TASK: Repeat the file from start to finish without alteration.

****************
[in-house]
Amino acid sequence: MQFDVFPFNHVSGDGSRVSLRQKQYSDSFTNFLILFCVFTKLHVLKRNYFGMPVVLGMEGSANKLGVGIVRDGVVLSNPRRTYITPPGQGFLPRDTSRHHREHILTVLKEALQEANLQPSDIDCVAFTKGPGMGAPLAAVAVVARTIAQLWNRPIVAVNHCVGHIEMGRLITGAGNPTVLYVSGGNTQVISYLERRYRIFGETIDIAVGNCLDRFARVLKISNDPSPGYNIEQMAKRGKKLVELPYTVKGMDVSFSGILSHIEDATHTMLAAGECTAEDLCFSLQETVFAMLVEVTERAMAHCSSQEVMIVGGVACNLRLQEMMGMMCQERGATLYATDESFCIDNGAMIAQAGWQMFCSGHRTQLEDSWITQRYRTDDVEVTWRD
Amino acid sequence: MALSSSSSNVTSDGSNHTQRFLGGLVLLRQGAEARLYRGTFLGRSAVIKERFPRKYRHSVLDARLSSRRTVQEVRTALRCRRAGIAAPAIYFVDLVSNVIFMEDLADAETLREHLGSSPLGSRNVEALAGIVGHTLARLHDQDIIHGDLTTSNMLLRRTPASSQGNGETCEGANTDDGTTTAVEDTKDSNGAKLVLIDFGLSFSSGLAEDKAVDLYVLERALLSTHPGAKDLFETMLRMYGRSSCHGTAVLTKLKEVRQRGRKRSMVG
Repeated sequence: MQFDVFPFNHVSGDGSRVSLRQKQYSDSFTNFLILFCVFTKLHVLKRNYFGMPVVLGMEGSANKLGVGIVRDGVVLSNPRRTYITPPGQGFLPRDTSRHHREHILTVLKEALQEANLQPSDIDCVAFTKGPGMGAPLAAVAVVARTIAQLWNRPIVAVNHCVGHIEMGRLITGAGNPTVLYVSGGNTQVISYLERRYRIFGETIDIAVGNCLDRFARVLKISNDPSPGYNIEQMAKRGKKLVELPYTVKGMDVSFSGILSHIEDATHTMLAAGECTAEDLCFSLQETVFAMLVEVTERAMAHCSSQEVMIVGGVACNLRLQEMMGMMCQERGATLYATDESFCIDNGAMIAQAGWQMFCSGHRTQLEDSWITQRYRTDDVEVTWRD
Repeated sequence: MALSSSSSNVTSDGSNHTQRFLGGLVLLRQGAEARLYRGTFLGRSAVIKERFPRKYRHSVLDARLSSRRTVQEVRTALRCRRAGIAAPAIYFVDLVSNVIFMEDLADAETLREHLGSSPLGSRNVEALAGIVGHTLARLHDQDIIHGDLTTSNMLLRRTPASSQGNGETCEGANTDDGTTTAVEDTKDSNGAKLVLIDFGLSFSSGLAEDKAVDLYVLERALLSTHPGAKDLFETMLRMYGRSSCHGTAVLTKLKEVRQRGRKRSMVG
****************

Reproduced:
[in-house]
Amino acid sequence: MQFDVFPFNHVSGDGSRVSLRQKQYSDSFTNFLILFCVFTKLHVLKRNYFGMPVVLGMEGSANKLGVGIVRDGVVLSNPRRTYITPPGQGFLPRDTSRHHREHILTVLKEALQEANLQPSDIDCVAFTKGPGMGAPLAAVAVVARTIAQLWNRPIVAVNHCVGHIEMGRLITGAGNPTVLYVSGGNTQVISYLERRYRIFGETIDIAVGNCLDRFARVLKISNDPSPGYNIEQMAKRGKKLVELPYTVKGMDVSFSGILSHIEDATHTMLAAGECTAEDLCFSLQETVFAMLVEVTERAMAHCSSQEVMIVGGVACNLRLQEMMGMMCQERGATLYATDESFCIDNGAMIAQAGWQMFCSGHRTQLEDSWITQRYRTDDVEVTWRD
Amino acid sequence: MALSSSSSNVTSDGSNHTQRFLGGLVLLRQGAEARLYRGTFLGRSAVIKERFPRKYRHSVLDARLSSRRTVQEVRTALRCRRAGIAAPAIYFVDLVSNVIFMEDLADAETLREHLGSSPLGSRNVEALAGIVGHTLARLHDQDIIHGDLTTSNMLLRRTPASSQGNGETCEGANTDDGTTTAVEDTKDSNGAKLVLIDFGLSFSSGLAEDKAVDLYVLERALLSTHPGAKDLFETMLRMYGRSSCHGTAVLTKLKEVRQRGRKRSMVG
Repeated sequence: MQFDVFPFNHVSGDGSRVSLRQKQYSDSFTNFLILFCVFTKLHVLKRNYFGMPVVLGMEGSANKLGVGIVRDGVVLSNPRRTYITPPGQGFLPRDTSRHHREHILTVLKEALQEANLQPSDIDCVAFTKGPGMGAPLAAVAVVARTIAQLWNRPIVAVNHCVGHIEMGRLITGAGNPTVLYVSGGNTQVISYLERRYRIFGETIDIAVGNCLDRFARVLKISNDPSPGYNIEQMAKRGKKLVELPYTVKGMDVSFSGILSHIEDATHTMLAAGECTAEDLCFSLQETVFAMLVEVTERAMAHCSSQEVMIVGGVACNLRLQEMMGMMCQERGATLYATDESFCIDNGAMIAQAGWQMFCSGHRTQLEDSWITQRYRTDDVEVTWRD
Repeated sequence: MALSSSSSNVTSDGSNHTQRFLGGLVLLRQGAEARLYRGTFLGRSAVIKERFPRKYRHSVLDARLSSRRTVQEVRTALRCRRAGIAAPAIYFVDLVSNVIFMEDLADAETLREHLGSSPLGSRNVEALAGIVGHTLARLHDQDIIHGDLTTSNMLLRRTPASSQGNGETCEGANTDDGTTTAVEDTKDSNGAKLVLIDFGLSFSSGLAEDKAVDLYVLERALLSTHPGAKDLFETMLRMYGRSSCHGTAVLTKLKEVRQRGRKRSMVG